“My heart was in a perpetual state of sadness and the only relief I could find were in those cathartic cries. I lived a fragile existence. I knew it even then but feigning I didn’t was easier than embracing something so altogether daunting. If I faced what I truly created for myself, a life of debauchery and seedy fulfillment, I knew I couldn’t have lived another day and self preservation was much still alive in me.”

I appreciated how she embraced her situation and came to the realization of what her life was versus what she could make of it moving forward. Her self-discovery comes quickly upon landing in this new world she’s forced to embrace, and her discovery is heartbreaking.

“I was as bare as I could make myself, no makeup with wet, stringy hair. I hated to look at myself in this state. I didn’t feel real. I felt too exposed and that made me exceedingly nervous, but I made myself look that morning. I memorized that girl. That girl was the real me. Frightened. Worthless. A terrible friend. Terrible daughter. Well educated but so limited in ideas worth having. Beautiful yet repulsive.”

Despite the journey feeling rushed and somewhat off pace, I truly appreciated the messaging behind the novel. We see from a very shallow girl’s perspective a place and time that can balance beauty and pain with such intricate handling. Sophie represented it perfectly when she described the orphanage as:

“It is beautiful. It is horrifying.”


Sophie witnesses some pretty horrific situations and to see this girl have no escape or reprieve, I couldn’t help but feel compassion for her. I appreciated how she embraced her situation and eventually fell head over heels for the children. Her bond with Mandisa especially, gave me hope for that little girl's future. From these children, Sophie learned to embrace life from a different perspective. From them she learned:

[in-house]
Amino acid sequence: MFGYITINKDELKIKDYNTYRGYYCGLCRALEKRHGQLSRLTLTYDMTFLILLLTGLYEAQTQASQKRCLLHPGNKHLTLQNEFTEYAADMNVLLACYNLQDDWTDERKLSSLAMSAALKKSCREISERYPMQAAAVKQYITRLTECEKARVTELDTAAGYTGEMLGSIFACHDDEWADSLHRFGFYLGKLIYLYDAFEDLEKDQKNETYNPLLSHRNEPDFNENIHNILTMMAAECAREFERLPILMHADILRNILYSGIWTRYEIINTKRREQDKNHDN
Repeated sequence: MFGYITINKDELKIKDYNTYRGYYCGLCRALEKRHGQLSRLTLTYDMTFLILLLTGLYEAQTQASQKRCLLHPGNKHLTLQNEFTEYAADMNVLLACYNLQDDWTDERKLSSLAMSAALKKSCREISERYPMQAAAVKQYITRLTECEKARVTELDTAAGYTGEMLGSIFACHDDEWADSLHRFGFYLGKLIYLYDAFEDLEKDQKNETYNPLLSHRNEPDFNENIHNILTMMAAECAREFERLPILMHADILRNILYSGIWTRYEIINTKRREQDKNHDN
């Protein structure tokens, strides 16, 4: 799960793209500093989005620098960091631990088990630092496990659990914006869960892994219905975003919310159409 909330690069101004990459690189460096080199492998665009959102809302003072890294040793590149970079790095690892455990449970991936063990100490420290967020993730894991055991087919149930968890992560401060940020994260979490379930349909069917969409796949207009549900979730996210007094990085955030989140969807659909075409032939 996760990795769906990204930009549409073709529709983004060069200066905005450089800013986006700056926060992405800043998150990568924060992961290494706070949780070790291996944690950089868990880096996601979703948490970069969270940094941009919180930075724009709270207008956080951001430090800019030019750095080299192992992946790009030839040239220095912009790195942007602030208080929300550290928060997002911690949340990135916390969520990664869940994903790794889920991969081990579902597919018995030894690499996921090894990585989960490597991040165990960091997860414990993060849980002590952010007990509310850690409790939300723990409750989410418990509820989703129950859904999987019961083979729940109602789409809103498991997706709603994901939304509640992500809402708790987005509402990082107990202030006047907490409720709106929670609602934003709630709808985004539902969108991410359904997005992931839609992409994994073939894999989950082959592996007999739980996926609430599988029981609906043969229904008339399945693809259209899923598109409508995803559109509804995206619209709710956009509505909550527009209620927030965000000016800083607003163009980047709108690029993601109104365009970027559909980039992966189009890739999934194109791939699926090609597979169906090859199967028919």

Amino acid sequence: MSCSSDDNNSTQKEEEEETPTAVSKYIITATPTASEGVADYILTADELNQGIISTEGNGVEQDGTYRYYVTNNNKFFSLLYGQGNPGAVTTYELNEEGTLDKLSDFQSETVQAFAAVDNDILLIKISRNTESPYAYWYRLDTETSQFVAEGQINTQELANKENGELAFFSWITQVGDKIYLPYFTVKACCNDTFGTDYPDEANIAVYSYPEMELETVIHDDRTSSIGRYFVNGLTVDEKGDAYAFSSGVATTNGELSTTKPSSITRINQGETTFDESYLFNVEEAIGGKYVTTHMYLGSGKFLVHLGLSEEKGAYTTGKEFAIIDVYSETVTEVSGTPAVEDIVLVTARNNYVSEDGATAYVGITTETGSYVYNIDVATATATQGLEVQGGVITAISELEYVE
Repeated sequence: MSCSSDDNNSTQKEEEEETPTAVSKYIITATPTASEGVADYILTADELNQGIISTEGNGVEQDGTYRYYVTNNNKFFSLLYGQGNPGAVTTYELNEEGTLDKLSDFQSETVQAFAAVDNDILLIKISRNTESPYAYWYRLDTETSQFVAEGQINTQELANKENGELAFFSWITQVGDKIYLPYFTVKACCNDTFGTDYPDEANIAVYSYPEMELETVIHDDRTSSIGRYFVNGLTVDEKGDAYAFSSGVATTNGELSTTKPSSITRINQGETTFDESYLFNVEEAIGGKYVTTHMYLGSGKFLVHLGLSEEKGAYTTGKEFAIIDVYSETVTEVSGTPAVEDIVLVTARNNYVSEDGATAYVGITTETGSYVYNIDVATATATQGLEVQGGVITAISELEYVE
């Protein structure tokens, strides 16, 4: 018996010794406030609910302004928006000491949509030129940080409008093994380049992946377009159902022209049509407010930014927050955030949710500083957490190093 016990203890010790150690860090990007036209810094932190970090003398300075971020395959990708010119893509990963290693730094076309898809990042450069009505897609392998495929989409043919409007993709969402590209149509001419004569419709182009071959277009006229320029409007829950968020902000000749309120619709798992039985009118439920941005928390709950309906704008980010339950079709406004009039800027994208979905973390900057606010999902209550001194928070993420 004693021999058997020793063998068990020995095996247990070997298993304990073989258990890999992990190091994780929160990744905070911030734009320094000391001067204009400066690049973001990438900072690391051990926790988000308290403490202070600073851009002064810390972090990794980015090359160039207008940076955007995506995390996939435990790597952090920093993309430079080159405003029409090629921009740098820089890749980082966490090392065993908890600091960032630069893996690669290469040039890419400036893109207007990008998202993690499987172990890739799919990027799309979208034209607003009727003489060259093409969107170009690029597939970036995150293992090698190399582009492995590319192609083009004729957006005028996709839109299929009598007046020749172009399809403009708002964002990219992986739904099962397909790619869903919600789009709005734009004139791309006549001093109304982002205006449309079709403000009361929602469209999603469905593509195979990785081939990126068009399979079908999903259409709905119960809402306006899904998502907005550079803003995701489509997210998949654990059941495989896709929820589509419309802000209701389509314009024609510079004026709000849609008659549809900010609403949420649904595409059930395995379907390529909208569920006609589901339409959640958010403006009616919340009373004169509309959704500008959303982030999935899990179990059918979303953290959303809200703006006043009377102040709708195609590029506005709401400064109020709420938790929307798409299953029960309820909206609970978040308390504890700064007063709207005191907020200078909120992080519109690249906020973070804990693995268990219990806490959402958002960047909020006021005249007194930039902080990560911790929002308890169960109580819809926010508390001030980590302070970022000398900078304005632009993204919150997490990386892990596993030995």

“They choose to be happy though the obviously easier choice would be to be frightened or sad and they have a real reason to be those things as well. But they have life and faith and hope and love and they choose those things. Their innocence is addicting, their hope is catching and I’m happy to be surrounded by them.”

I can’t count how many times I expelled a deep sigh over the emotional moments in this novel. I also smiled quite a bit at the relationships that Sophie fostered, especially with Ian, Karina and Charles. There was tragedy in this novel, but most importantly there was vision for a better future for the lives that Sophie touched. The love story, which was amazing, took a back seat to the message this story symbolized, which was that beauty… the most important kind at least - is earned through your actions. And when that is realized, it’s the most fulfilling kind of beauty one can achieve.

“I’d been called beautiful so many times. It gratified me, validated me, but it was all empty, a fa├žade. This was the first time someone had called me beautiful and it actually meant something to me. The praise slammed into my skin and permeated my body, leaving me flushed and overwhelmed.”

Absolutely gorgeous story, with so much depth and substance that I can’t give it enough justice. There were so many poetic and meaningful passages in this book that I only captured a fraction of them. I can’t wait to read more novels by this author. Extremely well done!

4.5 Suns

1 comment:

  1. Sounds beautiful! I love stories with depth and filled with emotions, great review!

    ReplyDelete